5
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I started learning Go a few months ago and am trying to shake the rust off after a project took me out of the Go world for several weeks. I'd appreciate a code review on this flood fill algorithm I wrote for practice.

Specifically I'm looking for points on any code I've written that is unidiomatic in Go, and of course any glaring mistakes that my manual testing didn't catch. Performance is a more minor concern. I'm sure I can tell each node where it came from to improve performance by ~25%, but that's more trouble than it's worth for a little practice code.

package fill

type OrderedPair struct {
    x, y int
}

var wg sync.WaitGroup

func FloodFill(graph [][]int, origin OrderedPair) []OrderedPair {
    val := graph[origin.y][origin.x]
    length := 0
    for _, row := range graph {
        length += len(row)
    }
    q := make(chan OrderedPair, length)
    q <- origin

    seen := make(map[OrderedPair]struct{})

    for {
        select {
        case op := <-q:
            if _, found := seen[op]; found {
                continue
            } else {
                seen[op] = struct{}{}
            }
            wg.Add(4)
            for _, mods := range [][]int{{-1, 0}, {1, 0}, {0, -1}, {0, 1}} {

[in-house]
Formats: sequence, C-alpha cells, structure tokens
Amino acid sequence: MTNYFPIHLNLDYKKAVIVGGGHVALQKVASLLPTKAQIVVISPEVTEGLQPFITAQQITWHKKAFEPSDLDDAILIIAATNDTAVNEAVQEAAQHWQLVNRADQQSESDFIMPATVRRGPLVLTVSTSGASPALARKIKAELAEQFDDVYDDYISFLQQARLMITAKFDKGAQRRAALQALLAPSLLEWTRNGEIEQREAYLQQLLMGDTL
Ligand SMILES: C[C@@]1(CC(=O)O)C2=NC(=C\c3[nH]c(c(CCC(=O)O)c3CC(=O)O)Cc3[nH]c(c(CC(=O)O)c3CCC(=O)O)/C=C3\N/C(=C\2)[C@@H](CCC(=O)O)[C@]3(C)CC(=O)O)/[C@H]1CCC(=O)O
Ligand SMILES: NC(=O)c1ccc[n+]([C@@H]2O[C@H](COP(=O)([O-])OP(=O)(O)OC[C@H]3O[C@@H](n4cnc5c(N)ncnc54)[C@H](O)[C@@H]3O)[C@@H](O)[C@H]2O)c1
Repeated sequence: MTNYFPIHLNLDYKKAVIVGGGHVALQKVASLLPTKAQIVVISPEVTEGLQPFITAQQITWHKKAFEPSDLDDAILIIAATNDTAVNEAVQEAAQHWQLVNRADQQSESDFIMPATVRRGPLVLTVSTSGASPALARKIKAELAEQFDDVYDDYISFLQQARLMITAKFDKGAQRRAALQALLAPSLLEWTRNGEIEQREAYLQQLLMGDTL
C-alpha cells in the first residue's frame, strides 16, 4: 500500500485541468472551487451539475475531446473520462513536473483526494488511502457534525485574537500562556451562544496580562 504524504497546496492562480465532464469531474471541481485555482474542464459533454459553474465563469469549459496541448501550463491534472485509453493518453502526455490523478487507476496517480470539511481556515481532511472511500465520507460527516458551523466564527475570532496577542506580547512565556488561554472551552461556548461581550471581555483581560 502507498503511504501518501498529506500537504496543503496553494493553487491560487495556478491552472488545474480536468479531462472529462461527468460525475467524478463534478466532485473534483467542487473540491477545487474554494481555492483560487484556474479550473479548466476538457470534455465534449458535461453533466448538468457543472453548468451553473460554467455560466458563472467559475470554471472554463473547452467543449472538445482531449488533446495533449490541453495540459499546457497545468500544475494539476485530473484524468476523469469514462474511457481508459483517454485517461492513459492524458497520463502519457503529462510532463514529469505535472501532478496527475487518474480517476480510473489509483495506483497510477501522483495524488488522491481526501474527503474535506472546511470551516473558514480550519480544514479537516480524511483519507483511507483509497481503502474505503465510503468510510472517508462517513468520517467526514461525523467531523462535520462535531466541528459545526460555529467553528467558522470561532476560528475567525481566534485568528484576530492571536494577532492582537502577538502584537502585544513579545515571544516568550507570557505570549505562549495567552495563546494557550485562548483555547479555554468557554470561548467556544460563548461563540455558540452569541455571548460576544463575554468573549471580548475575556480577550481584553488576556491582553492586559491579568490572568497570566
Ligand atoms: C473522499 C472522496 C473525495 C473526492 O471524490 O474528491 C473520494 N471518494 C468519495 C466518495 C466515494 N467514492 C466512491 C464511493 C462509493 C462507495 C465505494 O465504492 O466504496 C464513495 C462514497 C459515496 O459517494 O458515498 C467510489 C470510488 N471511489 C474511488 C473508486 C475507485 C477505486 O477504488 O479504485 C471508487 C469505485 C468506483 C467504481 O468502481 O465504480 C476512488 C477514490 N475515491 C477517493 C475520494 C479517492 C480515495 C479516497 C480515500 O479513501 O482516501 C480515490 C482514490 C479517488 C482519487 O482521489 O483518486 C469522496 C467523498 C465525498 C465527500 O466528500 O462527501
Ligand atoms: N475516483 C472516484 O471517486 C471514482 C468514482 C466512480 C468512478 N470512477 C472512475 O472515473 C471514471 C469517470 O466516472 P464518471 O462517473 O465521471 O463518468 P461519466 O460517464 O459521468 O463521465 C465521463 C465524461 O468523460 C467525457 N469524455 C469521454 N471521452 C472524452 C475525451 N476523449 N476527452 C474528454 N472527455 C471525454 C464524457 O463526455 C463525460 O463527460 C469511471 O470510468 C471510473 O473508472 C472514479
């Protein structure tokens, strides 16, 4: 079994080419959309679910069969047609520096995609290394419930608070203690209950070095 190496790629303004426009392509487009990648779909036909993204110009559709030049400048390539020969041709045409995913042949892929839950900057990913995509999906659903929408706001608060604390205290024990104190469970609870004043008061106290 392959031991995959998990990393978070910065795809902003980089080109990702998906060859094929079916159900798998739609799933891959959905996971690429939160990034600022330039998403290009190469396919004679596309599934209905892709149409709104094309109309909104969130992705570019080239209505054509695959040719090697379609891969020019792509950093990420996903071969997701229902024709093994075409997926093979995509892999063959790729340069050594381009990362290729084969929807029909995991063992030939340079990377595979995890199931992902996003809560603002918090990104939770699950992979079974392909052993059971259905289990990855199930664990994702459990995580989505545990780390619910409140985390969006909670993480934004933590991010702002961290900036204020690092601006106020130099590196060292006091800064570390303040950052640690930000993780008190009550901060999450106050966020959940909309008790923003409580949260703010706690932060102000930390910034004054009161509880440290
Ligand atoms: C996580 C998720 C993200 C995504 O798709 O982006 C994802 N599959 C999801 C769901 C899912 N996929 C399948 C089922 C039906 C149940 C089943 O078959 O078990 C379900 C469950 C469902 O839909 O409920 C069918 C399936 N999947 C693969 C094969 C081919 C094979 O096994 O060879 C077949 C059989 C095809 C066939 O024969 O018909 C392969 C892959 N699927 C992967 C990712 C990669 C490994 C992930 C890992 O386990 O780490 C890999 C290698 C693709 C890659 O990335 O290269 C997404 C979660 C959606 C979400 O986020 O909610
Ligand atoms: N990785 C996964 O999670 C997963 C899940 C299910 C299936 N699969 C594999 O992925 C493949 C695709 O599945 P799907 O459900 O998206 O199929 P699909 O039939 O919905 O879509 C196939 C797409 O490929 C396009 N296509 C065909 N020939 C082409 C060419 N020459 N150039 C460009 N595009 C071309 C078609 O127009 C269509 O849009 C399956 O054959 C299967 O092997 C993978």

go func(xmod, ymod int) {
                    newx := op.x + xmod
                    newy := op.y + ymod
                    if 0 <= newy && newy < len(graph) && 0 <= newx && newx < len(graph[newy]) {
                        if graph[newy][newx] == val {
                            q <- OrderedPair{newx, newy}
                        }
                    }
                    wg.Done()
                }(mods[0], mods[1])
            }
            wg.Wait()
        default:
            result := make([]OrderedPair, 0, len(seen))
            for key := range seen {
                result = append(result, key)
            }
            return result
        }
    }
}

Particularly I'm not a big fan of the

for {
    select {
    case DO SOMETHING:
        // ...